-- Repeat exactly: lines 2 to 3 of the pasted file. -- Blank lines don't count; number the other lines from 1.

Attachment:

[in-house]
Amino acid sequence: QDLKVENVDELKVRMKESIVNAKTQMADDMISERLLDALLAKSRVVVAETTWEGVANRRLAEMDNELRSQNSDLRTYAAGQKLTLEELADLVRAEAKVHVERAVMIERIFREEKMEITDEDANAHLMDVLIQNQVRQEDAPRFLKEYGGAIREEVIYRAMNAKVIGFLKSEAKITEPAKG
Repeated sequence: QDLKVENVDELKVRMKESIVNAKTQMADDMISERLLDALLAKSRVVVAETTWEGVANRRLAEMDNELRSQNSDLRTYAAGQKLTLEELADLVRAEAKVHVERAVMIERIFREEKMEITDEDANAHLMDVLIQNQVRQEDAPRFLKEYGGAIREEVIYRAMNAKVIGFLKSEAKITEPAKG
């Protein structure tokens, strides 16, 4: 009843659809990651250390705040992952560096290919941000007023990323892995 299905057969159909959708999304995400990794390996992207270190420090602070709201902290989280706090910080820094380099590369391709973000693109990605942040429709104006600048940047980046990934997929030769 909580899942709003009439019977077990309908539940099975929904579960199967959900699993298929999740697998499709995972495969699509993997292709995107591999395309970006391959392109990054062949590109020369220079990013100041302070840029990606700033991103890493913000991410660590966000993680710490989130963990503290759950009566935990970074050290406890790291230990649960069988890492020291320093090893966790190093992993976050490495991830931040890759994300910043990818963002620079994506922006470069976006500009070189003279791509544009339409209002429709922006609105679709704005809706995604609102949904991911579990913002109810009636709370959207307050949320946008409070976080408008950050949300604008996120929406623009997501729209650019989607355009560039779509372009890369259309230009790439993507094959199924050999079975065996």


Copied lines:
Amino acid sequence: QDLKVENVDELKVRMKESIVNAKTQMADDMISERLLDALLAKSRVVVAETTWEGVANRRLAEMDNELRSQNSDLRTYAAGQKLTLEELADLVRAEAKVHVERAVMIERIFREEKMEITDEDANAHLMDVLIQNQVRQEDAPRFLKEYGGAIREEVIYRAMNAKVIGFLKSEAKITEPAKG
Repeated sequence: QDLKVENVDELKVRMKESIVNAKTQMADDMISERLLDALLAKSRVVVAETTWEGVANRRLAEMDNELRSQNSDLRTYAAGQKLTLEELADLVRAEAKVHVERAVMIERIFREEKMEITDEDANAHLMDVLIQNQVRQEDAPRFLKEYGGAIREEVIYRAMNAKVIGFLKSEAKITEPAKG